A federal appeals court in New Orleans upheld the constitutionality of the all-male military draft system on Thursday, citing a 1981 U.S. Supreme Court decision.
The 5th U.S. Circuit Court of Appeals in New Orleans said “only the Supreme Court may revise its precedent.”
The case was argued in March and was the result of a lawsuit by the National Coalition for Men and two men challenging the male-only draft.
Their argument had been that the 1981 case was decided at a time when women were largely absent from combat.
There was no dissent in Thursday’s ruling from a three-judge panel. Plaintiffs in the case could seek a rehearing before the full court or go to the Supreme Court.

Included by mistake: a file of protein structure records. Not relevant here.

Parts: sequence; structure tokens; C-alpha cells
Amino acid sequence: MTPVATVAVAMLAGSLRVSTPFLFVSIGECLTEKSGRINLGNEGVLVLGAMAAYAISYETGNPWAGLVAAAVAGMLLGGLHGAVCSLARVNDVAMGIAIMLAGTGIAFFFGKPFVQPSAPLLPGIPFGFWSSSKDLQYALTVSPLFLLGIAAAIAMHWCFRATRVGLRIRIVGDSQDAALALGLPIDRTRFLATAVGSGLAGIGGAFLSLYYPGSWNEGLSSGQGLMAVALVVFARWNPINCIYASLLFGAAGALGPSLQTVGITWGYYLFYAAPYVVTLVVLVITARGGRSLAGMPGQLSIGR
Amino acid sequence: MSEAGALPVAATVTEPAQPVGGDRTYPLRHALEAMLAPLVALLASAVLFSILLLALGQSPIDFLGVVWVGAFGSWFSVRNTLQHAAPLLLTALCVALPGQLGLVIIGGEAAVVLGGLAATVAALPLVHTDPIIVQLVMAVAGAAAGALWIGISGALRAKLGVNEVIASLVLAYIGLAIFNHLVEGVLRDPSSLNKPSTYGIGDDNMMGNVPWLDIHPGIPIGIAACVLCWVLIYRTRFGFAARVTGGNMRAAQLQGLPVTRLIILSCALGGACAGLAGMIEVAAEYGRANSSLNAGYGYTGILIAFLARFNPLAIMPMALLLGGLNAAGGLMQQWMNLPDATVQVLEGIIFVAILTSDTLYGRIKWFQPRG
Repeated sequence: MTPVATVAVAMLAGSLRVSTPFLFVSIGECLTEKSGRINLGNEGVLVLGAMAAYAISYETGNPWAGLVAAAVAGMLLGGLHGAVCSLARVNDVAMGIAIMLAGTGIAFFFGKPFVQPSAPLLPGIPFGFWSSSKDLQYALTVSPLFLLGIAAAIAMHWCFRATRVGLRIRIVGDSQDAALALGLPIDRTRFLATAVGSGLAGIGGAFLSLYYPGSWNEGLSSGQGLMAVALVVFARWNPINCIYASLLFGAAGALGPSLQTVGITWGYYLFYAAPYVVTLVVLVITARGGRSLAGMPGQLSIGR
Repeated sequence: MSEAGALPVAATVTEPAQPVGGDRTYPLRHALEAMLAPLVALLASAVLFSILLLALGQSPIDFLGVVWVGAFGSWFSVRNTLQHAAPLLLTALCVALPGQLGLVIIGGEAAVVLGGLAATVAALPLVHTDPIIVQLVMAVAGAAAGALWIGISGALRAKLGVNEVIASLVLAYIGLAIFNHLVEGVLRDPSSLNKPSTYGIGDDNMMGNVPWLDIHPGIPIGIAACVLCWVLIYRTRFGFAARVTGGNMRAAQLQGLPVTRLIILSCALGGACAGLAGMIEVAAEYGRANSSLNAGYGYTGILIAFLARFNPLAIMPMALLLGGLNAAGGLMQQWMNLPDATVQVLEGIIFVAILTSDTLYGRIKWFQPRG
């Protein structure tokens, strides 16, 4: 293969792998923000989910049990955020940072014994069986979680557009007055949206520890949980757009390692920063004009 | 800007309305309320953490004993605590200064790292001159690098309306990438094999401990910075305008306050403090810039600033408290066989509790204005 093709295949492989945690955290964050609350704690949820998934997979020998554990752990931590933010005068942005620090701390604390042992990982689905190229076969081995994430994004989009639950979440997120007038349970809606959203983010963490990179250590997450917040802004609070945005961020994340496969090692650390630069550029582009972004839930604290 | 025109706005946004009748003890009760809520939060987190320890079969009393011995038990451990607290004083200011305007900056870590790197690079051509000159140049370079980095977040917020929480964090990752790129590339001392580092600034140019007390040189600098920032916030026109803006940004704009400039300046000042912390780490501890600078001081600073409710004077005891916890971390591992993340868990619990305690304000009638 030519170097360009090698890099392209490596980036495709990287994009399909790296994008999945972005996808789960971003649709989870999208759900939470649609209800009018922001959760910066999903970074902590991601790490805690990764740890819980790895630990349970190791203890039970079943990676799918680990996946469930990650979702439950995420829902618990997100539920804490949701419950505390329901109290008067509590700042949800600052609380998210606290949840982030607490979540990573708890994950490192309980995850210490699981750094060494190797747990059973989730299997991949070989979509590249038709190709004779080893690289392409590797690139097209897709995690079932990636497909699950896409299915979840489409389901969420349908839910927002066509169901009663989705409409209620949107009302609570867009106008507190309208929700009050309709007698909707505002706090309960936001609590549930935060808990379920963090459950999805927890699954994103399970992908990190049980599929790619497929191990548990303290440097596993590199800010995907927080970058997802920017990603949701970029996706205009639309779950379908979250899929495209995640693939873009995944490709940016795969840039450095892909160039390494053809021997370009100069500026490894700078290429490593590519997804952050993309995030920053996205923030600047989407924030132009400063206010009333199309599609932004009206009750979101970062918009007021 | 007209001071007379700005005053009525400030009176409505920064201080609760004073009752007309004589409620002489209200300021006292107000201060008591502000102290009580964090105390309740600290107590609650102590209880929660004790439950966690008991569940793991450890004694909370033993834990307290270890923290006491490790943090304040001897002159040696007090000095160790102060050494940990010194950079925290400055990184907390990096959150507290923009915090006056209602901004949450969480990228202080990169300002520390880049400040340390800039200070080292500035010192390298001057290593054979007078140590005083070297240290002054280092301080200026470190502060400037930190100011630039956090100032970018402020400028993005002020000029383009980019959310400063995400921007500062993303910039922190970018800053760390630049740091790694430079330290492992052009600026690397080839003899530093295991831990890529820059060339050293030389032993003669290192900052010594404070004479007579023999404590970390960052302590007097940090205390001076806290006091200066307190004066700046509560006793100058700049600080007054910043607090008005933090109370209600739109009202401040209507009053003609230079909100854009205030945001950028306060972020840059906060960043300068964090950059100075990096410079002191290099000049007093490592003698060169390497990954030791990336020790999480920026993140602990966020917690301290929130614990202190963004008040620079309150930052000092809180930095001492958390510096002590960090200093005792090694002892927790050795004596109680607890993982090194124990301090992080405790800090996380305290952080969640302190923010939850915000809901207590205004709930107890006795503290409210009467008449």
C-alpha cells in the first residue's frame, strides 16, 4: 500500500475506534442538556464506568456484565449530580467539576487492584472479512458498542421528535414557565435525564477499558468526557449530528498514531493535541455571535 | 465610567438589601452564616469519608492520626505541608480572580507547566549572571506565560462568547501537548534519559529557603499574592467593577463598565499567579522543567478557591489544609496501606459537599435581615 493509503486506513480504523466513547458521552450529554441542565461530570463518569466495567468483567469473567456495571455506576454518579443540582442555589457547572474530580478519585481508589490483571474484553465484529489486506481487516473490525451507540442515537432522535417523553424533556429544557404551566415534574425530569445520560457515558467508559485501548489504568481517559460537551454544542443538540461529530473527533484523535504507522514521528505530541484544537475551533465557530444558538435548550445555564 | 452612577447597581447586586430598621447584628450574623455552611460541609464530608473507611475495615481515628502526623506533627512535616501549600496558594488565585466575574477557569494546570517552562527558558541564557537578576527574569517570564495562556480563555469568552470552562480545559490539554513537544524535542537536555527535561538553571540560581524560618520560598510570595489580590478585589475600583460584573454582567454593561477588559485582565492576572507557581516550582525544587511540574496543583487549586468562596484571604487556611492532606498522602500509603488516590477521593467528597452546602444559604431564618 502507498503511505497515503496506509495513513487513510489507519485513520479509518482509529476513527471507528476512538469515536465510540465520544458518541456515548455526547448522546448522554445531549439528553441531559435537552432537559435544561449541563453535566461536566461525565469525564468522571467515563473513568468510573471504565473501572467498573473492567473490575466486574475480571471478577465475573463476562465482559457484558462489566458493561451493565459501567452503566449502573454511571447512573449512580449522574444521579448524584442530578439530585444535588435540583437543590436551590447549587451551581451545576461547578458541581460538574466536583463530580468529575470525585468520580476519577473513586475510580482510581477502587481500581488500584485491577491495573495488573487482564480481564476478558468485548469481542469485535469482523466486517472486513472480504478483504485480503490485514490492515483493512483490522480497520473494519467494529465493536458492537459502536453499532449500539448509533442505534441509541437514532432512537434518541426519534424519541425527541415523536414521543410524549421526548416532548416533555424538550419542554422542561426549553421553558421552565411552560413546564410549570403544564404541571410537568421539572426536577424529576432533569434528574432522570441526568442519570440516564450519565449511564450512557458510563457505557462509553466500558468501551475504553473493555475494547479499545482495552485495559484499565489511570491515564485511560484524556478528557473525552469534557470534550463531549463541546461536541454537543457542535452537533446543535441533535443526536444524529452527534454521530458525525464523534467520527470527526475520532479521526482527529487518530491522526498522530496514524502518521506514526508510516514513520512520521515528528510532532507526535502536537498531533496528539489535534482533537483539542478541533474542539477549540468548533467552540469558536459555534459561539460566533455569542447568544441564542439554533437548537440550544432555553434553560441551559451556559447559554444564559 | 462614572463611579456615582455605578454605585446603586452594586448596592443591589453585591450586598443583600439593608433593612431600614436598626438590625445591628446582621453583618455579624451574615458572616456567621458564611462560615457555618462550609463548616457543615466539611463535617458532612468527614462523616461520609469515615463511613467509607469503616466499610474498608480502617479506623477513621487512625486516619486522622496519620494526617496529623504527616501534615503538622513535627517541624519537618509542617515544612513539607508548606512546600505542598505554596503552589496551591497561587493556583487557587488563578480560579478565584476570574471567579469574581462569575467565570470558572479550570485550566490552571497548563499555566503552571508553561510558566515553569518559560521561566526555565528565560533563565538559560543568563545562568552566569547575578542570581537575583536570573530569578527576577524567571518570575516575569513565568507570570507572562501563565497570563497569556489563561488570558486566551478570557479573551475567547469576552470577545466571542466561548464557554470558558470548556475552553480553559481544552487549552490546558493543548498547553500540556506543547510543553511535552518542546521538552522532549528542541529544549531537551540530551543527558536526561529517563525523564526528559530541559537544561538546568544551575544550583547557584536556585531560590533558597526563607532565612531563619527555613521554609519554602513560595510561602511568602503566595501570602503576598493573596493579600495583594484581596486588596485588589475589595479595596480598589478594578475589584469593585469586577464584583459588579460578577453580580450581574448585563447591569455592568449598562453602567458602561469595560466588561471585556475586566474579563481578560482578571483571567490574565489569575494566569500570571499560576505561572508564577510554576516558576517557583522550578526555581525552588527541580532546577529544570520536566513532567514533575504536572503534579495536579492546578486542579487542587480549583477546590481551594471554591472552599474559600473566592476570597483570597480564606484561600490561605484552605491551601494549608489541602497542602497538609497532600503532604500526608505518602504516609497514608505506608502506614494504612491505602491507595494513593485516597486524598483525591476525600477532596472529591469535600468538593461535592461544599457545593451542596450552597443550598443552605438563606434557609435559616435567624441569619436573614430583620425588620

The U.S. government stopped drafting young men into the military in 1973. But every male must still register for the draft when he turns 18.
Earlier this year — after the arguments before the 5th Circuit — a federal commission recommended including women in the military draft system.
“The Commission concluded that the time is right to extend Selective Service System registration to include men and women, between the ages of 18 and 26. This is a necessary and fair step, making it possible to draw on the talent of a unified Nation in a time of national emergency,” a summary to the commission’s final report said.
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